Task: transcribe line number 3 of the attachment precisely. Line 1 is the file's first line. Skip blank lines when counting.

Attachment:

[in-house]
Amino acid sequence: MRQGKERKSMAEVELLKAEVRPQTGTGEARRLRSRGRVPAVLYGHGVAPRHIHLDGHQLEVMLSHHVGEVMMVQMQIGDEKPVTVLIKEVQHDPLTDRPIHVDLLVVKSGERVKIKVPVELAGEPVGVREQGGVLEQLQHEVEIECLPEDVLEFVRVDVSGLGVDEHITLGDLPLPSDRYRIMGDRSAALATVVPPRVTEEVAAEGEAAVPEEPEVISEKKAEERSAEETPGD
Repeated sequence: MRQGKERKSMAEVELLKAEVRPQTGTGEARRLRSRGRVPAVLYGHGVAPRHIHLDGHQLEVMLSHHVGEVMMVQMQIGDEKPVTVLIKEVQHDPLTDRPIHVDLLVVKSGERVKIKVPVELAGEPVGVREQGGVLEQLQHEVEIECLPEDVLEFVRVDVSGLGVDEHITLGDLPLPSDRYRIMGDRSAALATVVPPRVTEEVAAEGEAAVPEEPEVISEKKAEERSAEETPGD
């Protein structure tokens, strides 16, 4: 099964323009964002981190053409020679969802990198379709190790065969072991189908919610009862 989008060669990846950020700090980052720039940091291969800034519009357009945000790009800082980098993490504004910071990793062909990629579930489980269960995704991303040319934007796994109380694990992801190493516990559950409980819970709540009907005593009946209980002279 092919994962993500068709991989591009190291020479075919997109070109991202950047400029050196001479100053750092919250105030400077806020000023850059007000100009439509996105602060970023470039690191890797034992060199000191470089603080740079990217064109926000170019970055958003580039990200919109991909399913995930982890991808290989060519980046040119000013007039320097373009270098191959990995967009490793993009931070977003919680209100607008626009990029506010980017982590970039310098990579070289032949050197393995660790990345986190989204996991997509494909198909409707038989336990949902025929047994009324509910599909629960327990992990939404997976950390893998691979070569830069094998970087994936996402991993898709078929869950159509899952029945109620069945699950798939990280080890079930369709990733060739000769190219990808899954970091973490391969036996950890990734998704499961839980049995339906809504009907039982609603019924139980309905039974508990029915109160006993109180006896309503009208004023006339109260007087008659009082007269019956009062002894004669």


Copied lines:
Repeated sequence: MRQGKERKSMAEVELLKAEVRPQTGTGEARRLRSRGRVPAVLYGHGVAPRHIHLDGHQLEVMLSHHVGEVMMVQMQIGDEKPVTVLIKEVQHDPLTDRPIHVDLLVVKSGERVKIKVPVELAGEPVGVREQGGVLEQLQHEVEIECLPEDVLEFVRVDVSGLGVDEHITLGDLPLPSDRYRIMGDRSAALATVVPPRVTEEVAAEGEAAVPEEPEVISEKKAEERSAEETPGD